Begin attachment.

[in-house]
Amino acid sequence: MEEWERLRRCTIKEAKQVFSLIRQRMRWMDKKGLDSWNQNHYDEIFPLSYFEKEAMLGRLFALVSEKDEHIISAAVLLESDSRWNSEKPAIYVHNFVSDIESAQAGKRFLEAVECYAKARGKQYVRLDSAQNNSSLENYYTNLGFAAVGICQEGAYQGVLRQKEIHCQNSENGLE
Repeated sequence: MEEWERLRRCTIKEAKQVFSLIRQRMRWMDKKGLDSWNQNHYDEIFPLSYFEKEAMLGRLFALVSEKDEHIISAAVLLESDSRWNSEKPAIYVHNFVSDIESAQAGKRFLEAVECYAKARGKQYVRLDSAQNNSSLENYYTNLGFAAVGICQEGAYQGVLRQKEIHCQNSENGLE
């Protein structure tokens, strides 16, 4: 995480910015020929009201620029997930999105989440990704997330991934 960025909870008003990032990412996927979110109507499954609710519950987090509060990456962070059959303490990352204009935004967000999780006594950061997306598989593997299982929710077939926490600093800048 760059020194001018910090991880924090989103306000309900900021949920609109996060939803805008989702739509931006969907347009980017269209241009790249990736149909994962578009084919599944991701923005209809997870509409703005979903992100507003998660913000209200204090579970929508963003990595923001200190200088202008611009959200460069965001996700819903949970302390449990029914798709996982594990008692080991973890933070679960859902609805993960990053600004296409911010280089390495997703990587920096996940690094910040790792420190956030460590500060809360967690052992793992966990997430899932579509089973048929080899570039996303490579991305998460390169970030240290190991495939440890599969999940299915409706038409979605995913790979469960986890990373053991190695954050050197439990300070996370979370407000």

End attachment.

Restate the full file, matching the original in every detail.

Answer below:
[in-house]
Amino acid sequence: MEEWERLRRCTIKEAKQVFSLIRQRMRWMDKKGLDSWNQNHYDEIFPLSYFEKEAMLGRLFALVSEKDEHIISAAVLLESDSRWNSEKPAIYVHNFVSDIESAQAGKRFLEAVECYAKARGKQYVRLDSAQNNSSLENYYTNLGFAAVGICQEGAYQGVLRQKEIHCQNSENGLE
Repeated sequence: MEEWERLRRCTIKEAKQVFSLIRQRMRWMDKKGLDSWNQNHYDEIFPLSYFEKEAMLGRLFALVSEKDEHIISAAVLLESDSRWNSEKPAIYVHNFVSDIESAQAGKRFLEAVECYAKARGKQYVRLDSAQNNSSLENYYTNLGFAAVGICQEGAYQGVLRQKEIHCQNSENGLE
């Protein structure tokens, strides 16, 4: 995480910015020929009201620029997930999105989440990704997330991934 960025909870008003990032990412996927979110109507499954609710519950987090509060990456962070059959303490990352204009935004967000999780006594950061997306598989593997299982929710077939926490600093800048 760059020194001018910090991880924090989103306000309900900021949920609109996060939803805008989702739509931006969907347009980017269209241009790249990736149909994962578009084919599944991701923005209809997870509409703005979903992100507003998660913000209200204090579970929508963003990595923001200190200088202008611009959200460069965001996700819903949970302390449990029914798709996982594990008692080991973890933070679960859902609805993960990053600004296409911010280089390495997703990587920096996940690094910040790792420190956030460590500060809360967690052992793992966990997430899932579509089973048929080899570039996303490579991305998460390169970030240290190991495939440890599969999940299915409706038409979605995913790979469960986890990373053991190695954050050197439990300070996370979370407000």